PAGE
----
Chapter 3d: Credit & Credit Building

In today's economy, a consumer's credit score is used to determine interest rates for car loans or mortgages, opportunities for rental housing, employment, and utilities. A credit score is a number that reflects ‘creditworthiness’ or how likely a consumer is to pay back a loan. A credit report is a record of a consumer’s previous financial experiences — what accounts are open, how much debt is outstanding, and whether bills were paid on time. This financial history is reported to one, two, or all three credit bureaus (Equifax, Experian, and TransUnion). These tools, the credit report and score, are most commonly used to determine if a consumer will receive a loan or credit card and at what interest rate. A higher score saves hundreds of thousands of dollars – check out this calculator on to calculate different savings amounts based on current rates.

Many low-income consumers who struggle with poor credit or no credit use cash to purchase products and rely on payday lenders, check cashers, and other alternative financial services for borrowing needs. These vendors typically don’t report consumers’ repayment activity to the credit bureaus. Credit reporting is expensive, time consuming, and optional. It is a vicious cycle for consumers with poor credit: they are cut out of the system because they have a low score, and they are not able to build a score because they can't access credit from lenders who will report to the bureaus. This problem is widespread — Center for Financial Services Innovation (CFSI) estimates about 70 million people have no credit files or very thin files and are ‘unscoreable.’


A credit report is a record of any and all lines of credit that have been extended to an individual. For example: credit cards, mortgages, unpaid medical bills that went to collections, car loan, student loan. Every consumer has the right per the Fair Credit Reporting Act (FCRA) to pull her own credit report for free once a year at This education report does not come with a credit score. The credit score is an additional product that has to be purchased separately and several companies have created thousands of different credit scores. Credit scores are based on proprietary algorithms and are sold separately. The most popular and widely used credit score is the FICO which was created by the Fair Isaac Corporation, a company that helps analyze the credit risk of consumers.

In more simple terms (thanks to Capital Good Fund’s intern guide): “Your credit report is the raw data, while your credit score is what a lender makes of that data using one of dozens of credit scoring models. Lin likened this to preparing a meal. The credit report is your raw ingredients, the scoring model is your recipe, and the three digit number you get out as a credit score is the finished dish.”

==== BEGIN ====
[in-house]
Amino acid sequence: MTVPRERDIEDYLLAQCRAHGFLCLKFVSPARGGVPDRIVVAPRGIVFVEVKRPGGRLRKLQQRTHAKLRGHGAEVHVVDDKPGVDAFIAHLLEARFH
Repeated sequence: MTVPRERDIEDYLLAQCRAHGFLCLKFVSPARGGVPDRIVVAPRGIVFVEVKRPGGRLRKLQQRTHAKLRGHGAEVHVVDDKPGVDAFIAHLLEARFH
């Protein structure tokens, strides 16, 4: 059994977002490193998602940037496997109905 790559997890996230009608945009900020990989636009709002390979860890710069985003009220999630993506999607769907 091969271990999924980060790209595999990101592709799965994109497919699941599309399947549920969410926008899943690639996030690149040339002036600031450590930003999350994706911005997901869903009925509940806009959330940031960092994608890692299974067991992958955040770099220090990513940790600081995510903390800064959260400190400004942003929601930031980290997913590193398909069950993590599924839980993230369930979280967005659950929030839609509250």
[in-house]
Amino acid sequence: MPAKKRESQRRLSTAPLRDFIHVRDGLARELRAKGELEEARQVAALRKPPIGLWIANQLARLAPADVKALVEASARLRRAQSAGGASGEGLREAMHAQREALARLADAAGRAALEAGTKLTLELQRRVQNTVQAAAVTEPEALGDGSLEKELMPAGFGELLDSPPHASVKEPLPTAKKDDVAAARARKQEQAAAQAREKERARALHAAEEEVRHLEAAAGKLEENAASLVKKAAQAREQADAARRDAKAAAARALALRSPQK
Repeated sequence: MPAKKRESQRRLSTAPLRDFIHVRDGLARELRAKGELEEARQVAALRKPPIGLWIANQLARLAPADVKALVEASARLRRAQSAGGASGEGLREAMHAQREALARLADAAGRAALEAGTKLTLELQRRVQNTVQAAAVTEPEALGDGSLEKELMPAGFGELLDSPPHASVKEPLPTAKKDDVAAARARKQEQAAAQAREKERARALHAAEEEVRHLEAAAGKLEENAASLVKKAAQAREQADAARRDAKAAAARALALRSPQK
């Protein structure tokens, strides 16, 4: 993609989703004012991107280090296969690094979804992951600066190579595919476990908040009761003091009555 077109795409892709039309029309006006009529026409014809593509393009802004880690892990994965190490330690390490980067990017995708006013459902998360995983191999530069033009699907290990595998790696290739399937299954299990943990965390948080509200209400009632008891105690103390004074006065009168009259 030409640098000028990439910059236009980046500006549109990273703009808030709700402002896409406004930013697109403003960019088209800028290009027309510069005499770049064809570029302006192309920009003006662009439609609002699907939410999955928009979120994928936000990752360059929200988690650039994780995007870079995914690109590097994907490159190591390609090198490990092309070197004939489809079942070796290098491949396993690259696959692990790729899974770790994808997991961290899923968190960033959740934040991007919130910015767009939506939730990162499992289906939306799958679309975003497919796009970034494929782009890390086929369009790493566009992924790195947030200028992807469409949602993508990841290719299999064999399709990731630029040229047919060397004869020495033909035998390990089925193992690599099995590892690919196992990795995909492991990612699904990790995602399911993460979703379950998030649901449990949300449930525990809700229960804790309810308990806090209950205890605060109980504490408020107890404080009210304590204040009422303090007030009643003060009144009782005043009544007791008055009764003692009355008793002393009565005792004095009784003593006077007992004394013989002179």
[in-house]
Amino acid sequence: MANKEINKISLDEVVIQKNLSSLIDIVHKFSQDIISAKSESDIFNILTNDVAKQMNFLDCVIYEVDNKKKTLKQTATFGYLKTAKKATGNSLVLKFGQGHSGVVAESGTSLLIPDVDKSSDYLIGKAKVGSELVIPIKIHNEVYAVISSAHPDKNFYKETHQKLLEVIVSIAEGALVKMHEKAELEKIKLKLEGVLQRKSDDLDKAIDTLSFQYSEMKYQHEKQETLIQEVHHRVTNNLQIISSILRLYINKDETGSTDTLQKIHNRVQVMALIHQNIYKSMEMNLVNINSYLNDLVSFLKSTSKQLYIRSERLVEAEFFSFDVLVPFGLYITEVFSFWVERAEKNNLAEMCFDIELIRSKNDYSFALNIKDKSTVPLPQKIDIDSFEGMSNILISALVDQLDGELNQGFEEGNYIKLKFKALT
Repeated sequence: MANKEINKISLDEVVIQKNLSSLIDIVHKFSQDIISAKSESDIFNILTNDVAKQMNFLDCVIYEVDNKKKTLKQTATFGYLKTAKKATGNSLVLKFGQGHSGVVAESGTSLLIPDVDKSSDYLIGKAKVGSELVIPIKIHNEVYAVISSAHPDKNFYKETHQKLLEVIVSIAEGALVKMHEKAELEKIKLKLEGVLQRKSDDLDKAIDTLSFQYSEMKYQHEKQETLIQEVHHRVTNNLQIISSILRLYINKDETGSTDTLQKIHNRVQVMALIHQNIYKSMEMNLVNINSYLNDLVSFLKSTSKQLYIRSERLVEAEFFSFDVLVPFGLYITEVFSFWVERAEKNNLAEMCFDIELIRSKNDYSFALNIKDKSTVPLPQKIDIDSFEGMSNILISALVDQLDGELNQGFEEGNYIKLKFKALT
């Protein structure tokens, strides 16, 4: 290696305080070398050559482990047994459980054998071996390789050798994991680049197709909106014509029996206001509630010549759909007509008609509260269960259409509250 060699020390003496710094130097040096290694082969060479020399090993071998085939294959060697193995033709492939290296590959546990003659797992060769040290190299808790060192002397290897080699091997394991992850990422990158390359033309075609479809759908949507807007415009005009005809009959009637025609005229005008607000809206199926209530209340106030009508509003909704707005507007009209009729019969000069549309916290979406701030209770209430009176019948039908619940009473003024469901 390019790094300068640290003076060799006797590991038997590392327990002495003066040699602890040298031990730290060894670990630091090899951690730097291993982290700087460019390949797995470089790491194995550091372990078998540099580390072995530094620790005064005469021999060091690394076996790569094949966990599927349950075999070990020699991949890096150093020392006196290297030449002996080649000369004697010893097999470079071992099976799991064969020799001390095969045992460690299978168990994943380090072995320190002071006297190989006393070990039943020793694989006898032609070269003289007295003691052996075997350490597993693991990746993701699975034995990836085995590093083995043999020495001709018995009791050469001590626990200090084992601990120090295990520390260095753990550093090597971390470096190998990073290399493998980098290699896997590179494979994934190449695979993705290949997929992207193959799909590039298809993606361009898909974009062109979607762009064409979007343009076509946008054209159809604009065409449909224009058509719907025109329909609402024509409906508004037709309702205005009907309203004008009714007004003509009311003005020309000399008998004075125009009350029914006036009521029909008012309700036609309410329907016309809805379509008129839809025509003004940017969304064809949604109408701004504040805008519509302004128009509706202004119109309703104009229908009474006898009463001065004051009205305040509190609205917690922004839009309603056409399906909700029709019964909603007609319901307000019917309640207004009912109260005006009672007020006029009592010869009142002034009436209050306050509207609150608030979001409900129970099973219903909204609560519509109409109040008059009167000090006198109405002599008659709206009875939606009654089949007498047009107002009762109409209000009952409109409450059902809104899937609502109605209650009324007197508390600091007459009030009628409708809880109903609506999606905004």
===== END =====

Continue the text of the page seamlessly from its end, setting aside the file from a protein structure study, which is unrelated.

Credit reports are only available to parties that have a permissible purpose, a legal reason, to view a consumer’s credit reports. For example, evaluating an application for a loan is a permissible purpose that allows a lender to pull a consumer's credit report. There are several purposes besides credit transactions including employment purposes, insurance underwriting, government financial responsibility laws, court orders, subpoenas, written permission from the consumer, legitimate business needs, and others. If you’re interested to read details, you can review permissible purposes outlined in the Fair Credit Reporting Act, navigate to page 12 or Section 604 of the FCRA here.

It is also worth mentioning that credit reports come in many different formats depending on which company is selling them and whether it is a business or consumer report. When a business receives a report directly from a credit bureau or data reseller, the report is a B2B (Business to business). This report contains the same information as the report a consumer receives when they request their annual free report online, a B2C (business to consumer) report.

On every credit report, personal information (name, address, social security number - if consumer has one, date of birth, and sometimes employment information) will show up. Opened and closed (within the last 7 years, 10 years for bankruptcies) accounts such as mortgages, credit cards, installment loans will show date account was opened, credit limit or loan amount, account balance and payment history. Credit reporting agencies collect information from state and county courts and civil judgments, bankruptcies, foreclosures, lawsuits, and liens will show up on credit reports. More details are online at on what shows up on credit reports.